Trump gets Silicon Valley fundraiser

One March evening in the nation’s capital, Senator JD Vance, Republican of Ohio, left a conservative gala to join a group having dinner with Donald Trump Jr.

As the meal ended, Mr. Vance decided, on a whim, to invite a friend, whom he had just introduced at the gala dinner, to meet the former president’s son. Soon, the three Republicans — Mr. Vance, Mr. Trump Jr. and Mr. Vance’s friend David Sacks, the Silicon Valley entrepreneur — were getting acquainted for about a half hour in a private dining room in the Conrad Hotel.

It was there, at that impromptu after-dinner party, hours after Mr. Trump became the presumptive Republican nominee, that Mr. Sacks indicated he was all-in for Trump 2024.

Thursday evening, this time on his home turf in California, it will be Mr. Sacks’ turn to welcome the Trump team. The former president himself is flying to San Francisco to attend a fundraiser at Mr. Sacks’ $20 million home on the noisiest street in the upscale Pacific Heights neighborhood. The private event, the campaign’s first fundraiser since Mr. Trump’s criminal conviction last week, is expected to raise more than $12 million, according to people involved in the gathering.

Beyond the money, the fundraiser at the beating heart of the liberal tech industry is also shaping up to be a landmark event, at least symbolically.

Four years ago, and certainly eight years ago, the Bay Area remained a haven for liberalism and offered little support for Mr. Trump. But that Obama-era bonhomie between Silicon Valley and the Democratic Party is about to disintegrate. These days, entrepreneurs complain as much about President Biden as they do about Federal Trade Commission Chairwoman Lina Khan, who has ascended to Darth Vader status in some sectors of the tech industry.

To be sure, most tech industry elites maintain their liberal leanings on everything from immigration to climate change. Mr. Biden took his own trip to Silicon Valley last month, where he raised millions of dollars and preyed on Internet icons, including Vinod Khosla, the venture capitalist, and Marissa Mayer, the former CEO of Yahoo. But times have changed, and Republicans nationally see an opportunity to make inroads with wealthy entrepreneurs who have drifted to the right following the Covid pandemic and resistance to the social justice movements of 2020.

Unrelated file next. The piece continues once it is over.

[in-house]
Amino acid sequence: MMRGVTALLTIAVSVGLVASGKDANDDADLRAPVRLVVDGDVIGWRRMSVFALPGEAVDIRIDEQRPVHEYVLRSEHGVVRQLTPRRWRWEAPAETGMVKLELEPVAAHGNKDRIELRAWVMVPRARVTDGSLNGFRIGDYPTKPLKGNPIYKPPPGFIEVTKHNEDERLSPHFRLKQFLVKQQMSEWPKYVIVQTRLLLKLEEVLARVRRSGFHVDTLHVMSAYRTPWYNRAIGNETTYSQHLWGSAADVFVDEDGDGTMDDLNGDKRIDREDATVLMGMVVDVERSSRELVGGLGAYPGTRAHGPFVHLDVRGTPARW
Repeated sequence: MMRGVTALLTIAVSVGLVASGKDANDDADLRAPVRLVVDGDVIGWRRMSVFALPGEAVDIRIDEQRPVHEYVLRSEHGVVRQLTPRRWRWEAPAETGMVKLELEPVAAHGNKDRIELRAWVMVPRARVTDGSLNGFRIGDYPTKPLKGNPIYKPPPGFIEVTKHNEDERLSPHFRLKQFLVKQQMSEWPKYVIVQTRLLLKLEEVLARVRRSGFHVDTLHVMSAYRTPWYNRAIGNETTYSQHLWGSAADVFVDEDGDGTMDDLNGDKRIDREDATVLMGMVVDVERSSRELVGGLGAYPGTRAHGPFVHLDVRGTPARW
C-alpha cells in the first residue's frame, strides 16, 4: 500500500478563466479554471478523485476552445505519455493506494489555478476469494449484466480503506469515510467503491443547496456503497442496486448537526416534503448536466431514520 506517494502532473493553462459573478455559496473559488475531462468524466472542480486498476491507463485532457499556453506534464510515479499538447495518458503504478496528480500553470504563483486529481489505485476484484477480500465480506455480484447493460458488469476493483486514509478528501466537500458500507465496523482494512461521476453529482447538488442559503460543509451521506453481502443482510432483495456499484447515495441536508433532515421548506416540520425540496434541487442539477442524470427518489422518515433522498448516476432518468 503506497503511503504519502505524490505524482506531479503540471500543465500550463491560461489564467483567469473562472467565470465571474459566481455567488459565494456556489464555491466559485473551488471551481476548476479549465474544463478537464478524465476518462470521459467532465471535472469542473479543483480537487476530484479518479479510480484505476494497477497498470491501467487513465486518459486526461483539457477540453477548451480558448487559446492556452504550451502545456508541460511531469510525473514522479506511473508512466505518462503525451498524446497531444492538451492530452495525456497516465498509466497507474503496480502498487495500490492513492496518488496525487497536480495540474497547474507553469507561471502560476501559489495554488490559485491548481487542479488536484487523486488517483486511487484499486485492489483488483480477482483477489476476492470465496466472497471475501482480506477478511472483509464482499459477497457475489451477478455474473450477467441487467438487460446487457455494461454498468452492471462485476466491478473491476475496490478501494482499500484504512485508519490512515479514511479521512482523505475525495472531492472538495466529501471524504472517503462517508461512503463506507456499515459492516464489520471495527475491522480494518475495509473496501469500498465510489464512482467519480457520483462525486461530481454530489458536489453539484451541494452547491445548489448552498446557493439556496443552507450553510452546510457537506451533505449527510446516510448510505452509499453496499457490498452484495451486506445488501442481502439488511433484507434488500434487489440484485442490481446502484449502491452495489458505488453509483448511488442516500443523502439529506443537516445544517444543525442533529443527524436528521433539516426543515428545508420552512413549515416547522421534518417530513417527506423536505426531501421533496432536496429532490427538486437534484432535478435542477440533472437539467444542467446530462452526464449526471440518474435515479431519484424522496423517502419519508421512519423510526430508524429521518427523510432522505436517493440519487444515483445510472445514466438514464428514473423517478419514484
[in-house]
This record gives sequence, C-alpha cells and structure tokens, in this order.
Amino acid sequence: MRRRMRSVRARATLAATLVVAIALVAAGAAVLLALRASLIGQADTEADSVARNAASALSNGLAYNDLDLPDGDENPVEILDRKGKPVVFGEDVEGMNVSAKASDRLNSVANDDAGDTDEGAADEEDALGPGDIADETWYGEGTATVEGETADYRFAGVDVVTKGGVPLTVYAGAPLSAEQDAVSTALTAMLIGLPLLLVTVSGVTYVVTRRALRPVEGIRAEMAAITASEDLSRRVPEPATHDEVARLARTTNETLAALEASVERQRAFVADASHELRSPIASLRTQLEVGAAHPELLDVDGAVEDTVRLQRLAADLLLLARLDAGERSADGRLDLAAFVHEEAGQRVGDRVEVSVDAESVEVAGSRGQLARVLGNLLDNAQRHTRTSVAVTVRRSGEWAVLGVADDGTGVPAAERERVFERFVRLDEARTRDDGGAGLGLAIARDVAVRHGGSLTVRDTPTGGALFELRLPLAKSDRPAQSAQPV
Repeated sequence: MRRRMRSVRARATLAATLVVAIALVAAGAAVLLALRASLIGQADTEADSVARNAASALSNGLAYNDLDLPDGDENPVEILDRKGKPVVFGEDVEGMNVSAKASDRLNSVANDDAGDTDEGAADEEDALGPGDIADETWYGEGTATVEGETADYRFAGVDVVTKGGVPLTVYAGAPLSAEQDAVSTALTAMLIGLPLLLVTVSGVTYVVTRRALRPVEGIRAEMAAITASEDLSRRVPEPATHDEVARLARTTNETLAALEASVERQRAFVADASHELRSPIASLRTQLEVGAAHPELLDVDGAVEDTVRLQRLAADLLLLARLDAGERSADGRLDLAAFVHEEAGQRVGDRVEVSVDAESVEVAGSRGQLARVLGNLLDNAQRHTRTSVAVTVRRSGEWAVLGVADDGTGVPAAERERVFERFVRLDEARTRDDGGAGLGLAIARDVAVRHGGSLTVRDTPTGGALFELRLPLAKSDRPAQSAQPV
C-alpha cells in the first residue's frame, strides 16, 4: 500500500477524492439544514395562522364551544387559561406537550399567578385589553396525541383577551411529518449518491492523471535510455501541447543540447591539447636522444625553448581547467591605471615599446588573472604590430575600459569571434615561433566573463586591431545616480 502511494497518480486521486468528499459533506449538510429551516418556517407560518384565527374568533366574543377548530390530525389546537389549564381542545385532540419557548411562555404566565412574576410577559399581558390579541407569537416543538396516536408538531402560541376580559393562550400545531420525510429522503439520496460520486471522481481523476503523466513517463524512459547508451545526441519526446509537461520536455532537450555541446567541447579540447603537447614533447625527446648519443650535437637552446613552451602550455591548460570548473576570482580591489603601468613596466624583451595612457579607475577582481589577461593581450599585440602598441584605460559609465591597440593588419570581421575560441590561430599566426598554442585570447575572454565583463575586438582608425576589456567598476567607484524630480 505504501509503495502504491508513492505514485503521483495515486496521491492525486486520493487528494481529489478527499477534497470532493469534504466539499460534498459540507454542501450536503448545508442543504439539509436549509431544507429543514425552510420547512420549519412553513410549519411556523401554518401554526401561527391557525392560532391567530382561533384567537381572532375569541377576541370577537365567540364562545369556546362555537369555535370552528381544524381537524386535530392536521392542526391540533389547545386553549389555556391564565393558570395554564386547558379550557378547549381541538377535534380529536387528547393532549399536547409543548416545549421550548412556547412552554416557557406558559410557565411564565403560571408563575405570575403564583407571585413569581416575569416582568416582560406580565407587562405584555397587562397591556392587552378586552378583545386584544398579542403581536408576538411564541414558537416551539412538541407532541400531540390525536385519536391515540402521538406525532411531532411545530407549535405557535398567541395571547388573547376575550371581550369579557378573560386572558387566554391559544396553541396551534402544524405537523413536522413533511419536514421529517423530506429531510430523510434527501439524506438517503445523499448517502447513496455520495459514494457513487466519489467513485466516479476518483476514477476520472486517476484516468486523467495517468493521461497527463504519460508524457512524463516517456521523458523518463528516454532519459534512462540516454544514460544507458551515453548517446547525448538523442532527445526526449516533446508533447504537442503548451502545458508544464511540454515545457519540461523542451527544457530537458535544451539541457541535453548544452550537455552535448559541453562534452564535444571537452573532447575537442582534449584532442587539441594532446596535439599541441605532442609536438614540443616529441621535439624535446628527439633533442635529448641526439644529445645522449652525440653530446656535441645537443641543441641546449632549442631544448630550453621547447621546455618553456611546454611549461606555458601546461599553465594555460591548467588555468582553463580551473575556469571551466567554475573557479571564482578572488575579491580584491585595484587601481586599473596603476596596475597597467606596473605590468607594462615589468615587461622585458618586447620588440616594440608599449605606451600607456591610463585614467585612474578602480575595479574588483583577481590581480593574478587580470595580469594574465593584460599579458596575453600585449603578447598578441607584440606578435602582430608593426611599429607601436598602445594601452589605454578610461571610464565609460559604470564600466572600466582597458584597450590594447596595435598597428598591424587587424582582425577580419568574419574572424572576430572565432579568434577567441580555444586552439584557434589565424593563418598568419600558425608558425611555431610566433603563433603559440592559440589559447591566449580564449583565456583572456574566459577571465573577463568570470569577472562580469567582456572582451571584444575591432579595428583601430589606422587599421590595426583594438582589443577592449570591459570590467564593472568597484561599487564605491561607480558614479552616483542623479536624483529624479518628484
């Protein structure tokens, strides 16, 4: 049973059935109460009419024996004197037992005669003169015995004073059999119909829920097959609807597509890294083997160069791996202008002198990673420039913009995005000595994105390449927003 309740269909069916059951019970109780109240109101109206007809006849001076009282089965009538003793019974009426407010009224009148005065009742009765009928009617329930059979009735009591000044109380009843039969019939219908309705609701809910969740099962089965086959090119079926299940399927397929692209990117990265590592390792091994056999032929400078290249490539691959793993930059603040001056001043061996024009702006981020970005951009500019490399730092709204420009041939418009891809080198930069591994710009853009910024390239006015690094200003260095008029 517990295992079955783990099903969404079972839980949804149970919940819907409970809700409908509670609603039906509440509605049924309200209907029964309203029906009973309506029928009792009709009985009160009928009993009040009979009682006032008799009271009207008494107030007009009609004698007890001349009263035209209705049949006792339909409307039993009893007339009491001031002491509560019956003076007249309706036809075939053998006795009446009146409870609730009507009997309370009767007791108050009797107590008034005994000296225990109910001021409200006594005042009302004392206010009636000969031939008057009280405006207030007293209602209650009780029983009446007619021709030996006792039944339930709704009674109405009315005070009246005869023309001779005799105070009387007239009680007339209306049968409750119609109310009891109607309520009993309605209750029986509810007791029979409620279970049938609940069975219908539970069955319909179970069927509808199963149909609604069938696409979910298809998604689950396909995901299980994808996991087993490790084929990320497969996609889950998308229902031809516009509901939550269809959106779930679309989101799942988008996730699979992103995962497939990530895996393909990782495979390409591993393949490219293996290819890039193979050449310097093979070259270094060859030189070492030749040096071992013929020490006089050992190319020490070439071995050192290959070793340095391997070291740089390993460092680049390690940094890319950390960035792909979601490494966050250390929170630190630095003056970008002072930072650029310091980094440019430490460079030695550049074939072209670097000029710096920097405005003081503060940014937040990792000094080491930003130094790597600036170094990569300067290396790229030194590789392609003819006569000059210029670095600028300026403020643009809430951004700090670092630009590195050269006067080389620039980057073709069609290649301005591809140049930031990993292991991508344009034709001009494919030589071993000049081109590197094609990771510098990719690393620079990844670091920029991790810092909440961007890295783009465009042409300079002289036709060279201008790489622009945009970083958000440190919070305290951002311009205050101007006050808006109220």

“It’s safe to say that there is a wellspring of support in Silicon Valley,” Mr. Sacks wrote in an essay for the New York Times, “especially given the backlash over the political prosecution of Trump.” “.

Mr. Sacks expressed a desire to his friends to make the San Francisco event a statement of sorts. He hopes to portray Silicon Valley as a changed place — and San Francisco as no longer the liberal mecca of the Grateful Dead and Allen Ginsberg.

In recent years, Mr. Sacks, a longtime associate of Elon Musk and Peter Thiel, has gone from a prominent Silicon Valley executive to an unlikely media celebrity for would-be entrepreneurs, particularly those on the right, who listen to his popular podcast “All-In”. He has also dramatically increased his political involvement, recruiting aides to direct his donations, creating his own super PACs and, latterly, building connections at Mr. Trump’s Florida home base, Mar-a-Lago , with whom he lacked ties just a few months ago.

“People feel like they have a lot more leeway now,” said Saurabh Sharma, head of a conservative advocacy group called American Moment, which organized the gala featuring Mr. Sacks and Mr. Vance. “It’s not 2016 anymore.”

The trip to San Francisco is Mr. Trump’s first visit to the famous left-wing city in at least a decade. The former president called San Francisco “horrible,” “dirty” and “drug infested,” and he often invoked his local political figures, such as the governor. Gavin Newsom and former House Speaker Nancy Pelosi as examples of what he sees as liberal excesses.

Some attendees of Mr. Sacks’ event arrive from out of town. As of Tuesday, the event at his home – dubbed the Broadcliff by him and his wife Jacqueline – had sold out both tiers of tickets, $50,000 per person and $300,000 per person. Many people who expressed interest late in going learned they wouldn’t be able to do so. Later over the weekend, Mr. Trump will be hosted in Orange County, Southern California, by another technology entrepreneur, Palmer Luckey, a former Facebook executive who later co-founded the technology company Anduril defense.